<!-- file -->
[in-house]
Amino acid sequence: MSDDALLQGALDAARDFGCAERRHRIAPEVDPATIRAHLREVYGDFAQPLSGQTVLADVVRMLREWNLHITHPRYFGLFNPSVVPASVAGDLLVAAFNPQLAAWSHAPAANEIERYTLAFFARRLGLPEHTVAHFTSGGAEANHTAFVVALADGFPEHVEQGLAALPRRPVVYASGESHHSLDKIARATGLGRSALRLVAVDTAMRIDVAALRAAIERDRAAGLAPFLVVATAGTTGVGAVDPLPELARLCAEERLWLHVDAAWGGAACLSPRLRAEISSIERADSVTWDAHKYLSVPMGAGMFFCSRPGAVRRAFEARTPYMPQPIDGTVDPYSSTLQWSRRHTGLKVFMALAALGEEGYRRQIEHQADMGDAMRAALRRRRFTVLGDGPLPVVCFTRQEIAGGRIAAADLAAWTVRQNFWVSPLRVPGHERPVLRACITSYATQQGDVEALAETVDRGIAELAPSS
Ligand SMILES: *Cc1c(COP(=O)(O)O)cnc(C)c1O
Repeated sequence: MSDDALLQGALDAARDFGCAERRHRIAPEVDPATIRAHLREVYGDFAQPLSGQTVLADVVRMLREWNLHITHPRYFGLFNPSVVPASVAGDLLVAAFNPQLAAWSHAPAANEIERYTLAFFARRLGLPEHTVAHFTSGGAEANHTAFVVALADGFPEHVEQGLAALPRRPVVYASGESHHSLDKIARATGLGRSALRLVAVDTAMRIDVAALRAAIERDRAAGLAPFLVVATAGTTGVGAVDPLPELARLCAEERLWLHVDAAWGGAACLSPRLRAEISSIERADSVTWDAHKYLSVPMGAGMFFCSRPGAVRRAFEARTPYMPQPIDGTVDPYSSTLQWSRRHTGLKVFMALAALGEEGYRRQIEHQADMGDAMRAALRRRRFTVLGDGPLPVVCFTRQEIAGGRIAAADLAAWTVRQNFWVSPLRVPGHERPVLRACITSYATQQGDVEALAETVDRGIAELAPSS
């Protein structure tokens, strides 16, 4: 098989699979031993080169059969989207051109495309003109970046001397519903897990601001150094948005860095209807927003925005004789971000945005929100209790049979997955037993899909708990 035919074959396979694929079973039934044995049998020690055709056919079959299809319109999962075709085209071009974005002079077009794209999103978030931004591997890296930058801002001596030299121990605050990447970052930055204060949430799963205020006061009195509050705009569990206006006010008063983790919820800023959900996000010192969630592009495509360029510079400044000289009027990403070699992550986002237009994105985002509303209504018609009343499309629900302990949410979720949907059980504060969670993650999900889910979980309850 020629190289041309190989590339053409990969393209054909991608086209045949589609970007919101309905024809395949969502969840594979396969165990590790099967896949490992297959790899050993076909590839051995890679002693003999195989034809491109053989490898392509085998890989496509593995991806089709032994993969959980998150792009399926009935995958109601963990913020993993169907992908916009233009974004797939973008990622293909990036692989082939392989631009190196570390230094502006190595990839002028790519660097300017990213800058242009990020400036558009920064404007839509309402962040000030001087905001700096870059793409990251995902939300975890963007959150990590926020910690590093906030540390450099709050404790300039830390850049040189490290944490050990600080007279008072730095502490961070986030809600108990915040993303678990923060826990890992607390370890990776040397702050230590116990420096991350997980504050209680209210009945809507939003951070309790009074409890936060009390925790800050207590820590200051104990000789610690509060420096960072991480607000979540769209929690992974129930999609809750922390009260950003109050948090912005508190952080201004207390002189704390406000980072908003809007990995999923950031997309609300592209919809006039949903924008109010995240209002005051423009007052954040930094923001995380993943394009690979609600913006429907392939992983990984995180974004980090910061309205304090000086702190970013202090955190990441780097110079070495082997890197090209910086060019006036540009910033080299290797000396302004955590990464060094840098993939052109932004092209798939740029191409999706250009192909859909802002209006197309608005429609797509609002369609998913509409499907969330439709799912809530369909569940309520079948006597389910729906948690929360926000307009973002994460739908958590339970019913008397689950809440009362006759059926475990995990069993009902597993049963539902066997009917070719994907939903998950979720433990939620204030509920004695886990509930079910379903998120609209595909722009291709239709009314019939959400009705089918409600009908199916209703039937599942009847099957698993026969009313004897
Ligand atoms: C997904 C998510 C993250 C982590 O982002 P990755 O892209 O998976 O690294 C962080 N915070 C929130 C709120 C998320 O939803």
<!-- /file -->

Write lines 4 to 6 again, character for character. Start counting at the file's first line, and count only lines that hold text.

Repeated sequence: MSDDALLQGALDAARDFGCAERRHRIAPEVDPATIRAHLREVYGDFAQPLSGQTVLADVVRMLREWNLHITHPRYFGLFNPSVVPASVAGDLLVAAFNPQLAAWSHAPAANEIERYTLAFFARRLGLPEHTVAHFTSGGAEANHTAFVVALADGFPEHVEQGLAALPRRPVVYASGESHHSLDKIARATGLGRSALRLVAVDTAMRIDVAALRAAIERDRAAGLAPFLVVATAGTTGVGAVDPLPELARLCAEERLWLHVDAAWGGAACLSPRLRAEISSIERADSVTWDAHKYLSVPMGAGMFFCSRPGAVRRAFEARTPYMPQPIDGTVDPYSSTLQWSRRHTGLKVFMALAALGEEGYRRQIEHQADMGDAMRAALRRRRFTVLGDGPLPVVCFTRQEIAGGRIAAADLAAWTVRQNFWVSPLRVPGHERPVLRACITSYATQQGDVEALAETVDRGIAELAPSS
């Protein structure tokens, strides 16, 4: 098989699979031993080169059969989207051109495309003109970046001397519903897990601001150094948005860095209807927003925005004789971000945005929100209790049979997955037993899909708990 035919074959396979694929079973039934044995049998020690055709056919079959299809319109999962075709085209071009974005002079077009794209999103978030931004591997890296930058801002001596030299121990605050990447970052930055204060949430799963205020006061009195509050705009569990206006006010008063983790919820800023959900996000010192969630592009495509360029510079400044000289009027990403070699992550986002237009994105985002509303209504018609009343499309629900302990949410979720949907059980504060969670993650999900889910979980309850 020629190289041309190989590339053409990969393209054909991608086209045949589609970007919101309905024809395949969502969840594979396969165990590790099967896949490992297959790899050993076909590839051995890679002693003999195989034809491109053989490898392509085998890989496509593995991806089709032994993969959980998150792009399926009935995958109601963990913020993993169907992908916009233009974004797939973008990622293909990036692989082939392989631009190196570390230094502006190595990839002028790519660097300017990213800058242009990020400036558009920064404007839509309402962040000030001087905001700096870059793409990251995902939300975890963007959150990590926020910690590093906030540390450099709050404790300039830390850049040189490290944490050990600080007279008072730095502490961070986030809600108990915040993303678990923060826990890992607390370890990776040397702050230590116990420096991350997980504050209680209210009945809507939003951070309790009074409890936060009390925790800050207590820590200051104990000789610690509060420096960072991480607000979540769209929690992974129930999609809750922390009260950003109050948090912005508190952080201004207390002189704390406000980072908003809007990995999923950031997309609300592209919809006039949903924008109010995240209002005051423009007052954040930094923001995380993943394009690979609600913006429907392939992983990984995180974004980090910061309205304090000086702190970013202090955190990441780097110079070495082997890197090209910086060019006036540009910033080299290797000396302004955590990464060094840098993939052109932004092209798939740029191409999706250009192909859909802002209006197309608005429609797509609002369609998913509409499907969330439709799912809530369909569940309520079948006597389910729906948690929360926000307009973002994460739908958590339970019913008397689950809440009362006759059926475990995990069993009902597993049963539902066997009917070719994907939903998950979720433990939620204030509920004695886990509930079910379903998120609209595909722009291709239709009314019939959400009705089918409600009908199916209703039937599942009847099957698993026969009313004897
Ligand atoms: C997904 C998510 C993250 C982590 O982002 P990755 O892209 O998976 O690294 C962080 N915070 C929130 C709120 C998320 O939803």